After a period of on and off, too hot and too cold, the heating is finally operational in our apartment (largely due to Linda's inexhaustable emailing of the estate agent to fix it). Unfortunately it is probably now a little on the warm side, so we've resorted to opening our windows a bit to keep the apartment at sub-Summer temperatures. I'm sure this 'too warm' feeling will abate once we hit the depths of winter.

Now just today I bought myself a one-year rail pass, which I was talked into buying because the prices were about to go up, and also gives me 12 months of travel for the price of 9. Talk about commitment, though! When I arrived home after this momentus purchasing decision, Linda had a surprise; her parents had sent through a package containing a huge pack of Tim-Tams and a number of packs of 'travel' Vegemite. We were so excited it was all we could do to prevent ourselves from eating the whole pack of Tim-Tams in one hit.

Now this weekend we plan on going to nearby Montreux to see the Christmas markets and find out if it is 'Italian' as I've been told by friends at work.

Wednesday, 14 November 2007

Let it snow! ..for a bit

Last week there was reports there might be snow on the plateau where we live. Time went by and no snow fell, although there was a noticeable white cap on the mountains around us.

Then yesterday I was walking to work and it was raining, but there was a couple of light flakes that might have been snow, but could just as easily have been ash or something else floating through the air.

Now today I was walking home from work and it was sleeting, almost but not quite snow. But as I got on the train and looked out the window I could see big fat flakes of snow coming down!

Now, fair enough, we're in Switzerland so snow shouldn't be that surprising, but it is only mid-November, one month into Autumn! Last year apparently it was still summery weather at this time of year and they didn't get snow until quite late in the year - this year is quite unusually cold.

All very exciting now, but I think it may wear off once the cold really hits and the short winter days leave us trapped inside.

Sunday, 4 November 2007

Nice & the Cote d'Azur

After two days (actually more like 26h) in Monaco we caught the train down the coast to Nice. We ambled our way from the train station to our little hotel, which was located in the old town (Vieux Nice) - definitely the right place to be as Nice is quite a large city but with most sites of interest located in its centre.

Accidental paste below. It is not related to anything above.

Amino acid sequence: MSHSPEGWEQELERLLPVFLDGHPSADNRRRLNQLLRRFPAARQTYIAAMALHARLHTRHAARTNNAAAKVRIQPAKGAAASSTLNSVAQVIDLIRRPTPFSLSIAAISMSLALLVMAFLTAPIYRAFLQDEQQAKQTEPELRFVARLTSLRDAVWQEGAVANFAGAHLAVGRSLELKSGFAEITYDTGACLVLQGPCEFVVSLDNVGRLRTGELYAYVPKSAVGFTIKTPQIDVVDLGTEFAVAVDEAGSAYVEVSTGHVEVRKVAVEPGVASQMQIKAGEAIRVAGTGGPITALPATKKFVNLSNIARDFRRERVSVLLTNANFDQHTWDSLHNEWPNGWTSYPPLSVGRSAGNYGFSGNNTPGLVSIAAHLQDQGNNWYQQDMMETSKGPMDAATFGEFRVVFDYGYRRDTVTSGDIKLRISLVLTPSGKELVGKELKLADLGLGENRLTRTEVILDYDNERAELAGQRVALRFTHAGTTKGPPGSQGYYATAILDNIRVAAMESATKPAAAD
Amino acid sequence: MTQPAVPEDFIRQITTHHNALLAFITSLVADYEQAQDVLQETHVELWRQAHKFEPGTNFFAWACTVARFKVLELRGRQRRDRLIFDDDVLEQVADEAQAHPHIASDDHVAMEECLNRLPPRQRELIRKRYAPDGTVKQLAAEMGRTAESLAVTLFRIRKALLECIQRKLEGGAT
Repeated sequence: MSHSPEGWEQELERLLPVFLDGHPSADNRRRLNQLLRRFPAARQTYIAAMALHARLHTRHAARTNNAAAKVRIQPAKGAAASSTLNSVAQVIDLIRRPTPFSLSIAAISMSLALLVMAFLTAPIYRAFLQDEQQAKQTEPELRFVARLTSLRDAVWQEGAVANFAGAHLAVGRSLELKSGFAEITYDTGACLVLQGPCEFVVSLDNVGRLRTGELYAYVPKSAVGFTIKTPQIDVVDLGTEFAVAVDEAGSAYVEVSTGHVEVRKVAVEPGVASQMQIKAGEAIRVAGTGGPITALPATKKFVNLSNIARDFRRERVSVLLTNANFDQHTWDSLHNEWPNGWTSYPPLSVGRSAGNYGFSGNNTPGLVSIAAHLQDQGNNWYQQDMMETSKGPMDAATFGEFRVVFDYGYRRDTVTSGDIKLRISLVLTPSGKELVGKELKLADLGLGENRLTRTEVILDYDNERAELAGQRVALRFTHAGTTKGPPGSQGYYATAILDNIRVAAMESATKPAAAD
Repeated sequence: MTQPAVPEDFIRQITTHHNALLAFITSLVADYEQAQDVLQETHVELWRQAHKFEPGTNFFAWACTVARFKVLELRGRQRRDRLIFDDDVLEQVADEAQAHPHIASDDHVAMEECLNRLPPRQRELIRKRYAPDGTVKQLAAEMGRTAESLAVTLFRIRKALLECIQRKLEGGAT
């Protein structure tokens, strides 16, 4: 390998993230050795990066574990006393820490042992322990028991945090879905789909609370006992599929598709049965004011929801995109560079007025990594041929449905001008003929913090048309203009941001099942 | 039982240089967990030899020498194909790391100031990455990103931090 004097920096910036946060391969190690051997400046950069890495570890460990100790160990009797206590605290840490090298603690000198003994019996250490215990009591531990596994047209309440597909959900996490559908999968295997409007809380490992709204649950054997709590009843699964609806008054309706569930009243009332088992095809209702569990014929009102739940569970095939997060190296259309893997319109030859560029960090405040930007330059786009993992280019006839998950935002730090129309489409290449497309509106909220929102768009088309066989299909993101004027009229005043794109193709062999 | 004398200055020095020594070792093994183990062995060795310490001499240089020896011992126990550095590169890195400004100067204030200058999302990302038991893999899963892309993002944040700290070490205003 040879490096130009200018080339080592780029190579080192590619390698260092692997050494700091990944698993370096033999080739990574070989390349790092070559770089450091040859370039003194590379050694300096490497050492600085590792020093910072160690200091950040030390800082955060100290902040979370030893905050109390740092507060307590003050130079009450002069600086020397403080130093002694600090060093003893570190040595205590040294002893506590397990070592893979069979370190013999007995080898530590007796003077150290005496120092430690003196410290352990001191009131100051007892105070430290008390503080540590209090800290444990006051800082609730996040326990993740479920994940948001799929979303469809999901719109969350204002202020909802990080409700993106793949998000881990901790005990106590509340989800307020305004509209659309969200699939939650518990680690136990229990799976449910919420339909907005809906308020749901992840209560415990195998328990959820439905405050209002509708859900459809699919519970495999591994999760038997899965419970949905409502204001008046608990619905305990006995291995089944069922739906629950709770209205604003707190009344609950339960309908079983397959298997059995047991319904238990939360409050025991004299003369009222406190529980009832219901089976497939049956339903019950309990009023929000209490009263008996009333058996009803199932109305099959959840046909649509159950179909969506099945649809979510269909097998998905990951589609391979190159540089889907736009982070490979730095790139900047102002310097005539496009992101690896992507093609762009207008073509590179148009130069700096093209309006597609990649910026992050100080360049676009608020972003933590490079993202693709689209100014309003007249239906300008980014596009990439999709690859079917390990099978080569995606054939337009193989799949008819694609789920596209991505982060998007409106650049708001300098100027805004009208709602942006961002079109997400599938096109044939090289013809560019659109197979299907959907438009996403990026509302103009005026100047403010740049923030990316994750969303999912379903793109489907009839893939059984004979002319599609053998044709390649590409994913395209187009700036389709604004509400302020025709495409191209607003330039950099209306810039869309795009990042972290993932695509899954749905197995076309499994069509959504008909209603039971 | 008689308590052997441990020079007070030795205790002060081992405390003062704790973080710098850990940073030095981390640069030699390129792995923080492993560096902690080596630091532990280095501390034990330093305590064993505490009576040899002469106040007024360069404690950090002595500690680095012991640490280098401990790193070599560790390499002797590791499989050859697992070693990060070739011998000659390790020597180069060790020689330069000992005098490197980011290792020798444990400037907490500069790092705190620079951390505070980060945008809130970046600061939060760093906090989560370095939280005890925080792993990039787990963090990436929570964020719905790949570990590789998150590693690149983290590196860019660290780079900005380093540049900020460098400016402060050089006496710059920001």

After dumping our bags we wandered through Vieux Nice to get our orientation and check out the narrow streets of the town. We walked through the markets on cours Saleya (closed by the time we got there on Sunday) on our way to the cobble beach to catch a glimpse of the Mediterranean while the sun set.

That evening we found an outdoor restaurant where you order your food at the counter from the very stressed out waitress, and they call you when your order of traditional Nicois fare is ready to eat. We had fried Aubergine (beignets d'aubergines), Zucchini (beignets de courgettes) and Sardines (beignets des sardines), along with another local speciality, Socca. All were delicious and cheap - a good indicator that you've found genuine local food.

The next day we crawled out of bed and wandered back down to cours Saleya where there is a trash and treasure market on Mondays. There was some very cool things for sale, and we knew a few friends who would be going crazy for the art-deco and antique items available. With our no-check-in easyjet tickets, we didn't have too much trouble stopping ourselves from indulging. However, after picking our way through all the stalls, and being told off a few times for taking photos, we finally bought ourselves a little silver-plated box as a memento.

We then continued down to the sea shore where we sat and listened to the waves washing the pebbles up and down the beach.

During the day we had something of a crisis as we had decided to visit one or two of the museums in Nice. Nice is the home of Matisse and several other artists had spent time there, so we felt like we should make an effort to see some of their work. After deciding to bite the bullet and catch a taxi, however, we were then faced with the depressing situation of not finding any - even after calling for one. We decided to make the most of the situation and headed up the hill to the Parc du Chateau, where there isn't much of a Chateau left, but a lovely park and fantastic view over Nice.